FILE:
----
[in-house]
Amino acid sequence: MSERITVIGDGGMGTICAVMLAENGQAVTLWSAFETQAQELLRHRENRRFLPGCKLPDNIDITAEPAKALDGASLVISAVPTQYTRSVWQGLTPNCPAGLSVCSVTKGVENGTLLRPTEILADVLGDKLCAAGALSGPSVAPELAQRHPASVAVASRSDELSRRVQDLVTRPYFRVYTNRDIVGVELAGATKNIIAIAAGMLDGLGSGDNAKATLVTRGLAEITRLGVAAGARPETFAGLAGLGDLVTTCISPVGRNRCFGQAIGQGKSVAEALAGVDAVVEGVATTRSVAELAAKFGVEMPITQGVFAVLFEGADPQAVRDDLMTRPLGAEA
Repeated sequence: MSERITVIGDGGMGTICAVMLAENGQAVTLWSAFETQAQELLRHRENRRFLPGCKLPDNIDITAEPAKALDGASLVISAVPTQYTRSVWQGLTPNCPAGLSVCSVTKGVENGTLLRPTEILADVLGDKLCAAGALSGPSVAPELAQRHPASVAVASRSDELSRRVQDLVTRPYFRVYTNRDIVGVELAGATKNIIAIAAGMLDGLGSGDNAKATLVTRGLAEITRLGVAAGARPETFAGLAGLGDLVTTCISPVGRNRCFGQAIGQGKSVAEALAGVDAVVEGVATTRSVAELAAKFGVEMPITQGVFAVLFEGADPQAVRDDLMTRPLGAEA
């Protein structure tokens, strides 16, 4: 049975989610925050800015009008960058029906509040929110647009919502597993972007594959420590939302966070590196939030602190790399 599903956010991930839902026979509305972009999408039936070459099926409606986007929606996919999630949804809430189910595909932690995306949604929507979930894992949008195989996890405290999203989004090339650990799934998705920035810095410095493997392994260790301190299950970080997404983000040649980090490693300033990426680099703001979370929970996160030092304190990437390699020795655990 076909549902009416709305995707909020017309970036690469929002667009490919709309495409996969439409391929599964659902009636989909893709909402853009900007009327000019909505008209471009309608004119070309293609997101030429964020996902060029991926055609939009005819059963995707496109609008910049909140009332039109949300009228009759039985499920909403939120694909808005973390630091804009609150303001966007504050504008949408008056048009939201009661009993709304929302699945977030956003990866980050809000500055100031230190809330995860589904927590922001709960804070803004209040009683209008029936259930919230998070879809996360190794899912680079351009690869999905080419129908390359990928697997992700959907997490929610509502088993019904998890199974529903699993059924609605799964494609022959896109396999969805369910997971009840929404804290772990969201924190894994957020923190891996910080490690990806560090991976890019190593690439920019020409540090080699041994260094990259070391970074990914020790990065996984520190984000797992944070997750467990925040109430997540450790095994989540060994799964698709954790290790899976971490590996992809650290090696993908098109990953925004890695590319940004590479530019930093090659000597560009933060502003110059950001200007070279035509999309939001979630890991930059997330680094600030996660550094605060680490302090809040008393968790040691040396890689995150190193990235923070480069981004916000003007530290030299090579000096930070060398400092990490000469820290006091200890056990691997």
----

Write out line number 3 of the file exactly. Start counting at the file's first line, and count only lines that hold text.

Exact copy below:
Repeated sequence: MSERITVIGDGGMGTICAVMLAENGQAVTLWSAFETQAQELLRHRENRRFLPGCKLPDNIDITAEPAKALDGASLVISAVPTQYTRSVWQGLTPNCPAGLSVCSVTKGVENGTLLRPTEILADVLGDKLCAAGALSGPSVAPELAQRHPASVAVASRSDELSRRVQDLVTRPYFRVYTNRDIVGVELAGATKNIIAIAAGMLDGLGSGDNAKATLVTRGLAEITRLGVAAGARPETFAGLAGLGDLVTTCISPVGRNRCFGQAIGQGKSVAEALAGVDAVVEGVATTRSVAELAAKFGVEMPITQGVFAVLFEGADPQAVRDDLMTRPLGAEA